2. The margin should be a few pixels wider than the width of the sidebar, in order to create a whitespace "gutter" of a few pixels
    3. Example:
      .main {
        margin-left: 180px;
  5. Do not use a width for the main column. It should use any space that the remaining columns do not consume.
  6. Since column heights are often unequal, you may need to use a hack to get the background color for a column to extend all the way to the bottom of the page. You can do this by creating an image with the desired color, then load it using the background-image property and set the background-repeat property to repeat-y.
  7. Sometimes you will wrap columns within columns to achieve desired effects, such as temporarily splitting a column into two columns.
  8. Float drops: If the width of a page becomes too small to accommodate all the floating columns, then the rightmost column will get dropped. Float drops can be partially avoided by not trying to use every last pixel on the page. There are enough rounding errors using %'s and differences among the browsers that you will often get a float drop if you try to use 100% of the page. You may not be able to prevent float drops if you specify that some columns have fixed pixel widths and use a liquid design, because those columns will always want to have those widths, even if the page width becomes smaller than the column width.
  9. Clearing floats: Sometimes you do not want the content that follows a floated element in an html file to be wrapped around it. In that case you can specify the clear property in the succeeding element. The values for clear are left, right, and both. Specifying left will cause an element's contents to drop below a left floated element, specifying right will cause an element's contents to drop below a right floated element, and specifying both will ensure that the element drops below all floated elements that precede it.

Absolute Positioning

  1. When you specify absolute positioning via the position attribute, you should also specify the position of the element using the left, right, top, and bottom elements.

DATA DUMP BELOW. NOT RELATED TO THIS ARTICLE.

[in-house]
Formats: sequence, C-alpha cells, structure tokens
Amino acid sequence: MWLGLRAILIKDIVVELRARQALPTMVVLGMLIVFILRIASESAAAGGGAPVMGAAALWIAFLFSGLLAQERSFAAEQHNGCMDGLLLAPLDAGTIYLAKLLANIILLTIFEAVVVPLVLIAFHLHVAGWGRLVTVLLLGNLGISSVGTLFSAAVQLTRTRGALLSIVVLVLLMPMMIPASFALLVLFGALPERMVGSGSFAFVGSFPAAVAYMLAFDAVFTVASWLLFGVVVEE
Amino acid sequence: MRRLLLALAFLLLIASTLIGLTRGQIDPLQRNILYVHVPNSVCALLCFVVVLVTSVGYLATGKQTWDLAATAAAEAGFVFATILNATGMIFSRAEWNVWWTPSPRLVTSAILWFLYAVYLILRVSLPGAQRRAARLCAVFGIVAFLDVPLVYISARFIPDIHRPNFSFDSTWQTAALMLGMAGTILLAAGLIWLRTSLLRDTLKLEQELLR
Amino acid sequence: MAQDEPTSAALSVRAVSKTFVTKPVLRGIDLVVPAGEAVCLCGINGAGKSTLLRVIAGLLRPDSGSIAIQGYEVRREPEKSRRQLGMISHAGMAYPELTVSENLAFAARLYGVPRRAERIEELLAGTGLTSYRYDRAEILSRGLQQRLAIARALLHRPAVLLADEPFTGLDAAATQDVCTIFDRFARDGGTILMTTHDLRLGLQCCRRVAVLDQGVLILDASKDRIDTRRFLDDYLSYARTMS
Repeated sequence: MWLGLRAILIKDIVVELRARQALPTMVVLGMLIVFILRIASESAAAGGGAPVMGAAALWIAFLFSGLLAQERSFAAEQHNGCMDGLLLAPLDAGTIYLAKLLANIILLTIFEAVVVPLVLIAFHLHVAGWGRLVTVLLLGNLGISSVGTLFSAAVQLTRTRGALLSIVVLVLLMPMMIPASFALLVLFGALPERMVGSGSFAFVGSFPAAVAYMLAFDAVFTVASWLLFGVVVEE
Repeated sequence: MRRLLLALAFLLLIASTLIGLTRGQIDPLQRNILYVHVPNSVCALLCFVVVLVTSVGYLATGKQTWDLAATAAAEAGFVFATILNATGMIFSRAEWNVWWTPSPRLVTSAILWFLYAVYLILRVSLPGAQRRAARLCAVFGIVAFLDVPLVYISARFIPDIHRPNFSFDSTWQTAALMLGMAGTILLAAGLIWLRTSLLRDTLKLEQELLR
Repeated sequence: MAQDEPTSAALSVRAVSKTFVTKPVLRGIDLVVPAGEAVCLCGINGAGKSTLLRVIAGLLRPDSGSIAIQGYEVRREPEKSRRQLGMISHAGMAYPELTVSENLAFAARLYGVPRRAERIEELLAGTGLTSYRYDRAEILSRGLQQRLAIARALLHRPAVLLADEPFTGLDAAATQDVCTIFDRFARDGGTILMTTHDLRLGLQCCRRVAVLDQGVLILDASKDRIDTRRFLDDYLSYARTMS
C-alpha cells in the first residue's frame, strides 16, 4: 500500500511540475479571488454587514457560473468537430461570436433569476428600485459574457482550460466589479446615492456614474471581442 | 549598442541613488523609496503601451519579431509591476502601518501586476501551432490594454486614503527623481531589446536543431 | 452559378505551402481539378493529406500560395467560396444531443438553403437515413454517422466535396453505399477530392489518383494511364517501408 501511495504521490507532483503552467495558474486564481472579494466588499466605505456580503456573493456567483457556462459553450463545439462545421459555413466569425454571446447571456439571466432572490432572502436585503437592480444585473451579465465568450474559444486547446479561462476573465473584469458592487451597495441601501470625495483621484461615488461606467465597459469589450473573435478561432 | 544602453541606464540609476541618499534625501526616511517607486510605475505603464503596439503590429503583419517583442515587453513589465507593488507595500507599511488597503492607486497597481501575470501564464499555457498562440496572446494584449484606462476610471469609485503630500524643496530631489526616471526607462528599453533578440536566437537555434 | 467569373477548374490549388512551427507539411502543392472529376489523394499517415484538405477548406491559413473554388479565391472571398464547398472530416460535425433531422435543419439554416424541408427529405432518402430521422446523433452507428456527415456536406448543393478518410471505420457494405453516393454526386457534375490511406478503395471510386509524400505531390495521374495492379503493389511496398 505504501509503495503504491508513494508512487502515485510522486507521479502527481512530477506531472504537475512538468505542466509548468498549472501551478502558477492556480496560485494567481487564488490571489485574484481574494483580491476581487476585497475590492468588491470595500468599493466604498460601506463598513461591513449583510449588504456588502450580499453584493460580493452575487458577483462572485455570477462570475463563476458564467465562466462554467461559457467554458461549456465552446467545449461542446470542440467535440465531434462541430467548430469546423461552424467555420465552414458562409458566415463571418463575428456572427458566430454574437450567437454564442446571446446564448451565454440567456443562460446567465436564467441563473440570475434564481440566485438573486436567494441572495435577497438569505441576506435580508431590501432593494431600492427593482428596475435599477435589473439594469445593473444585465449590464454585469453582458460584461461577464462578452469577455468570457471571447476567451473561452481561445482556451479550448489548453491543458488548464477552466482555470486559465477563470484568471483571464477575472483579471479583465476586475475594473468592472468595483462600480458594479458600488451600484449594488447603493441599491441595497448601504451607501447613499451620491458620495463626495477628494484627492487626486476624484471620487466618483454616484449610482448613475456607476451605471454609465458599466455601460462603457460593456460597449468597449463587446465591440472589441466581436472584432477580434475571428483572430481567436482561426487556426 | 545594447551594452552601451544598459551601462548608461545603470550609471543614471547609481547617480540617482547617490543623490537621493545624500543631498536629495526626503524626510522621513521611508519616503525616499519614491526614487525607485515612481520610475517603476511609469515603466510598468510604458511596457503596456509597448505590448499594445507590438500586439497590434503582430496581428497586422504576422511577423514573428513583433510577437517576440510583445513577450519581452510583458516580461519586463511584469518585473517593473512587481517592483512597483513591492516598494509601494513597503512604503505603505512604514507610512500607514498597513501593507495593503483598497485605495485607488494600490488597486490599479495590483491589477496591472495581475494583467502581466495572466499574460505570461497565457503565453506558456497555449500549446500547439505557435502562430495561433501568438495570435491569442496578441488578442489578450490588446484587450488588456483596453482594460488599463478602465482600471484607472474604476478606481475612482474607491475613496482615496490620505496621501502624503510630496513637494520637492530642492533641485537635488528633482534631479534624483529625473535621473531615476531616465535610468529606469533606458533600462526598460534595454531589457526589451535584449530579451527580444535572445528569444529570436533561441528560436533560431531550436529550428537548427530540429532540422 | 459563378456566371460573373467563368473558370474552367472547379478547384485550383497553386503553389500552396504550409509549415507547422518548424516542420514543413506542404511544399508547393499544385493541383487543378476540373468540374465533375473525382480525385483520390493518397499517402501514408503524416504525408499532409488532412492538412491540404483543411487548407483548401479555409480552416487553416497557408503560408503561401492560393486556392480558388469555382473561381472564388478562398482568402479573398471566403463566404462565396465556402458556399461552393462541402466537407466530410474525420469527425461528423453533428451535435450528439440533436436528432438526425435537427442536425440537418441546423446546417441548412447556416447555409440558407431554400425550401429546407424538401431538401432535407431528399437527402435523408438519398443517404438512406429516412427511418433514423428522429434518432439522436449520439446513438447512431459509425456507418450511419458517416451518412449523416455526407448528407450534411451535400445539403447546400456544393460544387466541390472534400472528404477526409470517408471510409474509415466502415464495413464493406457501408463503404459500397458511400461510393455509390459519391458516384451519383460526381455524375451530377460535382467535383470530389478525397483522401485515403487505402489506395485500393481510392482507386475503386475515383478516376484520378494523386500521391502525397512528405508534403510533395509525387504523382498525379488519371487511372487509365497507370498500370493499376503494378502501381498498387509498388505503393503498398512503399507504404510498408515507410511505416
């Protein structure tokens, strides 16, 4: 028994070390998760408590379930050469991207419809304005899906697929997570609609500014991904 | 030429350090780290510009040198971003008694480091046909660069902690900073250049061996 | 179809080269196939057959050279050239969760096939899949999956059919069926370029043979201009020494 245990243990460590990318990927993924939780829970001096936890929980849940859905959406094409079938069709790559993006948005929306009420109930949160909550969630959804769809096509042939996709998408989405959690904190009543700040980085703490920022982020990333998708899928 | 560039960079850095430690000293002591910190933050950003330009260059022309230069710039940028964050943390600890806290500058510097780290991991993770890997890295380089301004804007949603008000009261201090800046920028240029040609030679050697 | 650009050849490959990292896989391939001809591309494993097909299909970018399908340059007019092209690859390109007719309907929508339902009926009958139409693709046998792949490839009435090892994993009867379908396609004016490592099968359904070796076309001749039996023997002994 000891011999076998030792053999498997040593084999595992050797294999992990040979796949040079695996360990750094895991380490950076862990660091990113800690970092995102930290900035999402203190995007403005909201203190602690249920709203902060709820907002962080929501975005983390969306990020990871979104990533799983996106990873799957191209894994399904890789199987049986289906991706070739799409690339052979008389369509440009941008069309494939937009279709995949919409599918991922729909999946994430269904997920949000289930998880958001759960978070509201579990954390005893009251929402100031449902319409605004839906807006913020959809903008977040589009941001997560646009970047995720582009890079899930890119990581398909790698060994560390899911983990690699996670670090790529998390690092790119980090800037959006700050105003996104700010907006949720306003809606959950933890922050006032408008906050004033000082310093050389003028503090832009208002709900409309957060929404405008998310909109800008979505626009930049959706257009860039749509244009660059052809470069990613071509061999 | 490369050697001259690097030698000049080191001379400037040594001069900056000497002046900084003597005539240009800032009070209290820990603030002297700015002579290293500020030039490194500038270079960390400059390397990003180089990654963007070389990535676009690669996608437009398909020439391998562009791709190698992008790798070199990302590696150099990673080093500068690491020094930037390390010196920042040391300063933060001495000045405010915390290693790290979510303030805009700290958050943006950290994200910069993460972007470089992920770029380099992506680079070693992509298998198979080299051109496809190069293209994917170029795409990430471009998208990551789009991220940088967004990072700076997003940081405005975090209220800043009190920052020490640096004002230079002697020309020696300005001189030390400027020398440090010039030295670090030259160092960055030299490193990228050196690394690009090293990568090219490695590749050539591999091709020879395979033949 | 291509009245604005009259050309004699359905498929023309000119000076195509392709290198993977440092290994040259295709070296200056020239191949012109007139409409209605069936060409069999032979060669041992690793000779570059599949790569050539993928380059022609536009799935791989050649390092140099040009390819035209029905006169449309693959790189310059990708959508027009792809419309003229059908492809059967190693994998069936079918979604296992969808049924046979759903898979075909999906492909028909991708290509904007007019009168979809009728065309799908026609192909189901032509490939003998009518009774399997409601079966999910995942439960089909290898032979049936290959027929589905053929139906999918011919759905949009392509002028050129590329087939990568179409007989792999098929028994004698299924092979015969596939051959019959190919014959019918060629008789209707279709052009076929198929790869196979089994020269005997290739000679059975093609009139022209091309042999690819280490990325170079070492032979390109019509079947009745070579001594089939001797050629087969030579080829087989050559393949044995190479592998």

1. If you specify both left/right or top/bottom, then you are implicitly also specifying the width/height of the element. You can also control its location and size by specifying just one of left or right and a width, or one of top or bottom and a height. IE 6.0 and earlier has issues to bottom and right so you're often better off just using top and left.
    2. It is okay to specify negative values for the location properties, in which case you will "pop" outside its enclosing box.
  2. Overlapped objects and the z-index property: When you float elements, the browser will ensure that they never overlap. When you specify the position of an element, it is possible that that element will overlap another element.
    1. Normally the stacking order of elements is determined by their position in the source html file, with later occurring elements stacked on top of earlier occurring elements.
    2. You can change the stacking order of elements using the z-index property. Elements with larger z-index values will appear on top of elements with lower z-index values.
    3. The z-index property only works with absolutely positioned elements (i.e., elements that use the position property).
    4. Floating elements have an implicit z-index value of 0, so negative z-index values place absolutely positioned elements beneath floating elements and 0 or greater values place them above floating elements, irrespective of their position in the file.
    5. Example: Consider the following specification and content: <html> <head> <style type="text/css"> img { position:absolute; left:0px; top:0px; z-index:-1; } </style> </head> <body> <h1>This is a heading</h1> <img src="/images/w3css.png" width="100" height="140" /> <p>Because the image has a z-index of -1, it will be placed behind the text.</p> </body> </html> Note how the image is placed between two floating elements and that it overlaps both floating elements. Setting its z-index to a negative value causes the image to appear under the floating elements and setting the z-index to a positive value causes the image to appear above the floating elements. Specifically setting the z-index of the image to 0 still causes it to cover both floating elements, despite the fact that it appears before one and after the other in the html source.

Setting the Size of Elements

  1. You can use the width and height properties to control the width and height of an element's content. These properties do not control the width and height of the padding, margin, and border, only the element's content, so remember to take the values of the other properties into account when calculating the total width/height of your element.

  2. If you do not specify the width/height properties, the browser will display the content at its "natural" width and height. For text this means that it will typically stretch to fit the size of the parent element and for an image it means that the element will display at its natural width and height.

  3. You can use the overflow property to control what happens when an element's content exceeds the dimensions of the element. The values are:

    1. visible: The overflow is not clipped. It renders outside the element's box and will possibly overlap other content. This is the default value.
    2. hidden: The overflow is clipped, and the rest of the content will be invisible.